Beginner's Luck: Potential Fraud by the Virginia Lottery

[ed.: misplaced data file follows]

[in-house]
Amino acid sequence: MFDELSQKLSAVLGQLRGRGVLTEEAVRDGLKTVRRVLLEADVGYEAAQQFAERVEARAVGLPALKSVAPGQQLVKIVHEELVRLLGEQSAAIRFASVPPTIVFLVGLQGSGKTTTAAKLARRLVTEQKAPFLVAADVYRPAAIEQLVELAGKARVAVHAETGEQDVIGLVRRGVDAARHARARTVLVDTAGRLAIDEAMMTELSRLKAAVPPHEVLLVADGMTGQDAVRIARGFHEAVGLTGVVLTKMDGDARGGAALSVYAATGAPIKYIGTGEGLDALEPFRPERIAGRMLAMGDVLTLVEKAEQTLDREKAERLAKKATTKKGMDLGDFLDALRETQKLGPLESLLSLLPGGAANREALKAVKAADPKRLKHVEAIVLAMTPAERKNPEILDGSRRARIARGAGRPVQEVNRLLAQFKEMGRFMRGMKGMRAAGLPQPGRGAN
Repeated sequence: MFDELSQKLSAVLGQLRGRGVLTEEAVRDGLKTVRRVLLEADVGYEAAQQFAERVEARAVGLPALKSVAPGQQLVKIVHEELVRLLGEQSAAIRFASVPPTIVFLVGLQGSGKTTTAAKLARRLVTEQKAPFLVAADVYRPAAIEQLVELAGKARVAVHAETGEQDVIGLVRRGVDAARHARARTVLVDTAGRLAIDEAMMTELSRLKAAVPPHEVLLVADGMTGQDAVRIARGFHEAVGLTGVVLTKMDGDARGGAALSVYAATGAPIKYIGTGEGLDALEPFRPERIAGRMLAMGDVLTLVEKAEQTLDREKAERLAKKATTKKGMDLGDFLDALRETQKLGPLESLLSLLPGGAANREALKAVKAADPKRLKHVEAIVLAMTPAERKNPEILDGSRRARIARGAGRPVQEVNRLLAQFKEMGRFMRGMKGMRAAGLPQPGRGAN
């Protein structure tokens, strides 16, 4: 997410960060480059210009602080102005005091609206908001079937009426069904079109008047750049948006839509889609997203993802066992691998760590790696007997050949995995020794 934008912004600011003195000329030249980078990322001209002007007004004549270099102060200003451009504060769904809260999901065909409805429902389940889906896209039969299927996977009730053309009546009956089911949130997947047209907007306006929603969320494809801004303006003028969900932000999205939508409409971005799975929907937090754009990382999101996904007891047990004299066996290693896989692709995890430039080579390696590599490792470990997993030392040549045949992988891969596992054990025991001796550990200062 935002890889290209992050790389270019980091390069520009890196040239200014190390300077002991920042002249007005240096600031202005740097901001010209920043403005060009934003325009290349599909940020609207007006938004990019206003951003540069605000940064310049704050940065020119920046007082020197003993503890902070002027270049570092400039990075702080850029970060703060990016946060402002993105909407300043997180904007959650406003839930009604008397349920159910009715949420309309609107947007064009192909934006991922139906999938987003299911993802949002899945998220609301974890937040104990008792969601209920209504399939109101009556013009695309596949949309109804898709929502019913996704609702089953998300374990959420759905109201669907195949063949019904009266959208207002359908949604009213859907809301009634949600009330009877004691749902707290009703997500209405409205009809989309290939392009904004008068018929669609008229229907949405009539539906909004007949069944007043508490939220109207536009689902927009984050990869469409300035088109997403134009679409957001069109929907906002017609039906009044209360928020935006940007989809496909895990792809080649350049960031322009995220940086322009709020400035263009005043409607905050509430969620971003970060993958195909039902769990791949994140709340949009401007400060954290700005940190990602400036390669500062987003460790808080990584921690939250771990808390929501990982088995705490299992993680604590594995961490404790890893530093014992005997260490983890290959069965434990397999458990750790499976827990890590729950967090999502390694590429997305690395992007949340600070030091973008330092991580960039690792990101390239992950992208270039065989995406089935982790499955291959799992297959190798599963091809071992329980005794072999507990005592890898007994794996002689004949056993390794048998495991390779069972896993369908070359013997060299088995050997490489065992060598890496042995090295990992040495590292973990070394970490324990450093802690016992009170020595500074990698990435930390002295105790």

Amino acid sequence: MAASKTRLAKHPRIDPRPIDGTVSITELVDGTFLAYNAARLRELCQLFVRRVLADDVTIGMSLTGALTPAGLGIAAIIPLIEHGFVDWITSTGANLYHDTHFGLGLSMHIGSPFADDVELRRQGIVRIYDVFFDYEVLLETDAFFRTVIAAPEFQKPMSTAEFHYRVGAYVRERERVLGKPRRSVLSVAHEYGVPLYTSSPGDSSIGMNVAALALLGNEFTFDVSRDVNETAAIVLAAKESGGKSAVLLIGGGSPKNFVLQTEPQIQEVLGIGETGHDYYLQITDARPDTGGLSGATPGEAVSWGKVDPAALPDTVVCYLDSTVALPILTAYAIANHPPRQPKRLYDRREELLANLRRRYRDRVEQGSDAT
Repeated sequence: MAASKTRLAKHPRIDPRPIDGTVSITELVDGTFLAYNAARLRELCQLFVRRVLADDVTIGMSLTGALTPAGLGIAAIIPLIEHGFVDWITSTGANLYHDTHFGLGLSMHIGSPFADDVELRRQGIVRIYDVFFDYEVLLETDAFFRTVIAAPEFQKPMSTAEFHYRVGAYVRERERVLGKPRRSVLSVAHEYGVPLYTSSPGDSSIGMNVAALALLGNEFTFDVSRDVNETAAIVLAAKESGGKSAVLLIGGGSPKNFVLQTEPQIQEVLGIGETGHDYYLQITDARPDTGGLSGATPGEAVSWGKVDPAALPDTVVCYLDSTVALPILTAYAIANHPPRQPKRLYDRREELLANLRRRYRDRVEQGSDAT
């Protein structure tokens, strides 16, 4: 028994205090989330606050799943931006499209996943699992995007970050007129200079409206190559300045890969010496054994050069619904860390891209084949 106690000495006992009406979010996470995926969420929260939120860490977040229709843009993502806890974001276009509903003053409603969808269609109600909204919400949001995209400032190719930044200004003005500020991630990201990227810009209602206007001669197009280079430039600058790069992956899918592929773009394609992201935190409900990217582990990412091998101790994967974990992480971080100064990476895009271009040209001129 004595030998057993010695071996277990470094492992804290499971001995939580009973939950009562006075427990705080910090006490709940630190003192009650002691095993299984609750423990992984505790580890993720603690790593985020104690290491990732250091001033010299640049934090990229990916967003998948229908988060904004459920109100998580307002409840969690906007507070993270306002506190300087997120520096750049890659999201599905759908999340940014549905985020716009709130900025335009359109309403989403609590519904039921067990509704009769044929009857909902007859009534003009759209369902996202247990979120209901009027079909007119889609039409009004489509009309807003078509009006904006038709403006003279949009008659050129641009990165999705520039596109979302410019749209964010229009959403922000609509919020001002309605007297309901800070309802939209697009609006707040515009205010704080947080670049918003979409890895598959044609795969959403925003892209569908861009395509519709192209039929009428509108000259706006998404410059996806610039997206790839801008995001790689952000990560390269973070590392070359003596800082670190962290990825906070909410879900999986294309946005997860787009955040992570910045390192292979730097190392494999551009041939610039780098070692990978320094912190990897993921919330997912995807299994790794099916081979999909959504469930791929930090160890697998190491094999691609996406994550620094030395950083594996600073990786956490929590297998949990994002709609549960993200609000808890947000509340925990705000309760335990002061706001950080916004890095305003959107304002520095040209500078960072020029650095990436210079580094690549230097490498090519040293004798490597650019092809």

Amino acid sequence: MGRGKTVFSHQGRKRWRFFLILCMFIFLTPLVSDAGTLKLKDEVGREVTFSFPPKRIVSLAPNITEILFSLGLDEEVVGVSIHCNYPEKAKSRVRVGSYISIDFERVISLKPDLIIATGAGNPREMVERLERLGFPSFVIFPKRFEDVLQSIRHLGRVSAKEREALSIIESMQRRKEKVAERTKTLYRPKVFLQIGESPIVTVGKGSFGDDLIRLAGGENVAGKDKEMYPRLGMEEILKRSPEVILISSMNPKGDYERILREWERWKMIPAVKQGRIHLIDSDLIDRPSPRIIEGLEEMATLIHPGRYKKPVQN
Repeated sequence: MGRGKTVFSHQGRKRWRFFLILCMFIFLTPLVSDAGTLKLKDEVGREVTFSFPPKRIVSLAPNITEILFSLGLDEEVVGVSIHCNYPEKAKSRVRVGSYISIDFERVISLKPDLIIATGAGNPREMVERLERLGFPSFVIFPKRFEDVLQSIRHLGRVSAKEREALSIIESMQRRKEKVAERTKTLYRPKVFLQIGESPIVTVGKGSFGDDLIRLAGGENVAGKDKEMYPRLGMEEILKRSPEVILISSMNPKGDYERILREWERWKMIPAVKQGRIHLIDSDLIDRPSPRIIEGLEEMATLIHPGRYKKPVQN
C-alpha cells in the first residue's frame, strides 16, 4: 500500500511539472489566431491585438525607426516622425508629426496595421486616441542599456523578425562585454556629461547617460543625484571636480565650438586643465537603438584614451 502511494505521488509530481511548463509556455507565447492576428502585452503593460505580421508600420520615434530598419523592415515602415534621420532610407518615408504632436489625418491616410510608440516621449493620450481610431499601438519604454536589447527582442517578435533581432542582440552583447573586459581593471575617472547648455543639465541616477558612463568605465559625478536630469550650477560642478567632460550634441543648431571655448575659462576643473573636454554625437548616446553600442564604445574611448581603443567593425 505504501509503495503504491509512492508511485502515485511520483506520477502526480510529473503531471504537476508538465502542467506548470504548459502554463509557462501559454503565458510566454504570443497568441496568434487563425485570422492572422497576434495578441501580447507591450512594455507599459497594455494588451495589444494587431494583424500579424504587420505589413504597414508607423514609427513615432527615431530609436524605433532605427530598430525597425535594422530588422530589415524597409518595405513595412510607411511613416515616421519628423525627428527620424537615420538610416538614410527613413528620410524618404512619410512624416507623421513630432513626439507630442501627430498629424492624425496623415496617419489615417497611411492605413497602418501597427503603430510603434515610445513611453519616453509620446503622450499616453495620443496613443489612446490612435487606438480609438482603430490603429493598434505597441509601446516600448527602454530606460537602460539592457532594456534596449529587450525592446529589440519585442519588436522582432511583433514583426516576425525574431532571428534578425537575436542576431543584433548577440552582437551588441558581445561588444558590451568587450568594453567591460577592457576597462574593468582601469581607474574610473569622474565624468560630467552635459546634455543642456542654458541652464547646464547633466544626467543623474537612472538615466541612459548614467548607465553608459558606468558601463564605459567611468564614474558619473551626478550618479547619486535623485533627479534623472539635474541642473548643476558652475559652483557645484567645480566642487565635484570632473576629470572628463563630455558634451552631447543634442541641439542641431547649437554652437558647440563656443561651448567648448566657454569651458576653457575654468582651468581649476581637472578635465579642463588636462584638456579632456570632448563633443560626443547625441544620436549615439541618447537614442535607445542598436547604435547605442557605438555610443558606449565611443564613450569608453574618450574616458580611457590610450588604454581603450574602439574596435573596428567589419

The Virginia Lottery offered scratcher games for which consumers could instantly win an array of prizes. In the summer of 2007, finance professor Scott Hoover determined that the lottery's website had provided false information about the number of prizes outstanding for some scratcher games. After a ten-month investigation, Hoover and a team of attorneys had gathered evidence to support a specific allegation of fraud. The lottery was selling scratcher tickets for which no grand prizes were possible, yet, its website posted information indicating that grand prizes were, in fact, still outstanding. Hoover and his attorneys worked behind the scenes to seek reform and remedies from the lottery, but those efforts were unsuccessful. He wonders whether he should go public with his allegations and file a lawsuit against the lottery. Several important ethics-related questions are posed. Does Hoover have a moral obligation to inform consumers of the apparent fraud? Should Hoover demand a return of the lottery's alleged illegal gains when those gains have purportedly benefited Virginia's educational system? Are there other approaches that do not involve Hoover going public that might motivate the lottery officials to correct the information?